WHEELING - A national terra-cotta expert turned his attention to Wheeling's Capitol Theatre this week and was impressed by what he found.
The Captiol's facade is being closely inspected by architectural conservator Hector Abreu, who compared the terra-cotta detail to that of some theaters he has seen in major cities around the country. Abreu was hired to evaluate the structural integrity of the front facade with the assistance of David Cook of Carpenter's Local 3.
Abreu has been taking a close look at the facade, taking photos and testing the integrity of the terra-cotta, which is a clay-based, glazed ceramic material. Abreu said he was hired by Wheeling National Heritage Area Corp. to do the inspection work, which is funded with a National Parks Service $200,000 "Save America's Treasures" grant WNHAC secured in 2010.
Photo by Scott McCloskey
Architectural conservator Hector Abreu, left, and David Cook with Carpenter’s Local 3 inspect the structural integrity of the front facade of the Capitol Theatre in Wheeling on Tuesday.
"The gentleman we brought in is a terra-cotta expert who works with the National Parks Service ... ," said Jeremy Morris, executive director of WNHAC. "He's worked with a lot of federal programs and departments on their buildings. He's coming in to evaluate the structural stability of the facade and what work we need to do."
Morris said Abreu will be able to provide WNHAC with a "specification report" following his inspection this week. It will pinpoint various problems with the Capitol's front facade.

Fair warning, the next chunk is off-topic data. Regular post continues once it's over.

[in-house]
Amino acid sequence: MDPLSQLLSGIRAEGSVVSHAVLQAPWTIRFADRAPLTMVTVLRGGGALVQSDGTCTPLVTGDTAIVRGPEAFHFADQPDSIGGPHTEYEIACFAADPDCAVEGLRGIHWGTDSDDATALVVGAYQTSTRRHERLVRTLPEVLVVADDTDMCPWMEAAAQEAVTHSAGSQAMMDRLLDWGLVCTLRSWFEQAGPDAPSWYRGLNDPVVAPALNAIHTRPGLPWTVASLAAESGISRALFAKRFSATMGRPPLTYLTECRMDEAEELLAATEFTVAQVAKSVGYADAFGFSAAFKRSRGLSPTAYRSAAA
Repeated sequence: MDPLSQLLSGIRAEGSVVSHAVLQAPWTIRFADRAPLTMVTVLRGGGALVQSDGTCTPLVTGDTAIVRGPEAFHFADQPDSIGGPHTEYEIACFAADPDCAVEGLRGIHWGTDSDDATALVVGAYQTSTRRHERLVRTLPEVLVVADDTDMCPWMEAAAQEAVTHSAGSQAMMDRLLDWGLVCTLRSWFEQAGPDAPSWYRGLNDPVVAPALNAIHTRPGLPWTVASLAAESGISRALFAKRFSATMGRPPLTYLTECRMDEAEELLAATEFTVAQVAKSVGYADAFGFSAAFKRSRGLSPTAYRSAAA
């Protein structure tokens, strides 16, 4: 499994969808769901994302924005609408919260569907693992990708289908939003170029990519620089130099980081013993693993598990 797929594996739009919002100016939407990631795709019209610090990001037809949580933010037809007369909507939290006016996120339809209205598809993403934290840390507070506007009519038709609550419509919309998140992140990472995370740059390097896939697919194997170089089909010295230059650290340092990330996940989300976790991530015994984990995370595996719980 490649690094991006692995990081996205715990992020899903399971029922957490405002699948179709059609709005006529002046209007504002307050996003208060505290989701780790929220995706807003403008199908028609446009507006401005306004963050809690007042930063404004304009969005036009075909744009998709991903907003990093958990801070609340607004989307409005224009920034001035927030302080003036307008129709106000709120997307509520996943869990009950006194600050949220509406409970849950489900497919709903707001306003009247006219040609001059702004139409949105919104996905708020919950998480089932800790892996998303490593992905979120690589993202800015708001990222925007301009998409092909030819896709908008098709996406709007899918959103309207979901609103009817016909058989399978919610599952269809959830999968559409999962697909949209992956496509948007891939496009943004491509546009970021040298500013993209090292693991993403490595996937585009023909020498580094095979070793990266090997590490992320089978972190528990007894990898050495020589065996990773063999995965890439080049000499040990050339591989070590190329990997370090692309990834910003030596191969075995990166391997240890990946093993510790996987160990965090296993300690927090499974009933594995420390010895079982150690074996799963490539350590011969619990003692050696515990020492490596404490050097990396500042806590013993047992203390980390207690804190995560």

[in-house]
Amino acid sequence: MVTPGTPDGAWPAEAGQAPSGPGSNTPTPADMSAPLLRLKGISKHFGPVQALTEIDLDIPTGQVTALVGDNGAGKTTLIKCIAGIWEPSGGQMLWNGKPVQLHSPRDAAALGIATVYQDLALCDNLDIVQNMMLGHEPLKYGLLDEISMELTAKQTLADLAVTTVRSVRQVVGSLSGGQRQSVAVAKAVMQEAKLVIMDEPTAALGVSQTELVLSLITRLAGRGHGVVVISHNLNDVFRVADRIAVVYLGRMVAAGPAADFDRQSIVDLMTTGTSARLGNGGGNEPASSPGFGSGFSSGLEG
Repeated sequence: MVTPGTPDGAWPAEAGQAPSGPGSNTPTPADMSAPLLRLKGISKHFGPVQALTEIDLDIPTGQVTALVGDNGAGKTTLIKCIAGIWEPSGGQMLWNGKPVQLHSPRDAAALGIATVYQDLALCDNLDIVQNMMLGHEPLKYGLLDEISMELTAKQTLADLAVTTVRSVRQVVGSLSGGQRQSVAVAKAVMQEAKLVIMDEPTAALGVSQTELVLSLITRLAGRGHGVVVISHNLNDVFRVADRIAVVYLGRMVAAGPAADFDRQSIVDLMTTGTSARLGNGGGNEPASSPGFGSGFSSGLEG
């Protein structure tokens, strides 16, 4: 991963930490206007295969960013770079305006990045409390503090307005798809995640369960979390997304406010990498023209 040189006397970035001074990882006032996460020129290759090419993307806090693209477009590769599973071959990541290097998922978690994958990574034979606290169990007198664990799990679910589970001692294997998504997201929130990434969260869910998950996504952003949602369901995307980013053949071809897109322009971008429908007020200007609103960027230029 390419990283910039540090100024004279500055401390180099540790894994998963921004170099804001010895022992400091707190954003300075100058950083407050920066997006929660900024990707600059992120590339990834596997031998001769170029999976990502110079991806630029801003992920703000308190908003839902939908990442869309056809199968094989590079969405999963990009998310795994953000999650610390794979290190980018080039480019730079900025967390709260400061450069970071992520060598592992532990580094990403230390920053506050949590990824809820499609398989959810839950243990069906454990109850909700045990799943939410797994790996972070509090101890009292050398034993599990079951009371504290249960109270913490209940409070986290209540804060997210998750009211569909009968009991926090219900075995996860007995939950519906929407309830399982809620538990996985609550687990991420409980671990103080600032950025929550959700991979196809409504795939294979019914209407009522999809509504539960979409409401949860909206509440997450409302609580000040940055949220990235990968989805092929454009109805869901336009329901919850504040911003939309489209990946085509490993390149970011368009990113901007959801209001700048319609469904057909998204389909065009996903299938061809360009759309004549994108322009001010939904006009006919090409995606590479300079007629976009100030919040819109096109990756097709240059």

"We will turn that (information) into a bid document, and it will go out to bid to contractors," Morris added.
Abreu said he is a private contractor who has done conservation work all around the country, specializing in terra-cotta. He said his specification report will assist WNHAC in determining what areas are in more "urgent need of restoration" and what areas that are more stable.
"I have never been to Wheeling, and you would assume this kind of theater ... you would find in a major city ... ," Abreu said. "I was quite impressed. When I got here and actually saw it I said, 'This is just a beautiful, beautiful, theater.' The level of terra-cotta detail is just really fantastic, and I compare it to some that I have seen in the major big cities like St. Louis, Philadelphia and even Chicago and New York.
"You all should be very proud to have a building of this type in your community - and, in addition, that it is being used," he continued. "It is so sad. I have seen so many theaters like this around the country that have been abandoned, emptied, torn down, because unfortunately the downtowns become kind of abandoned.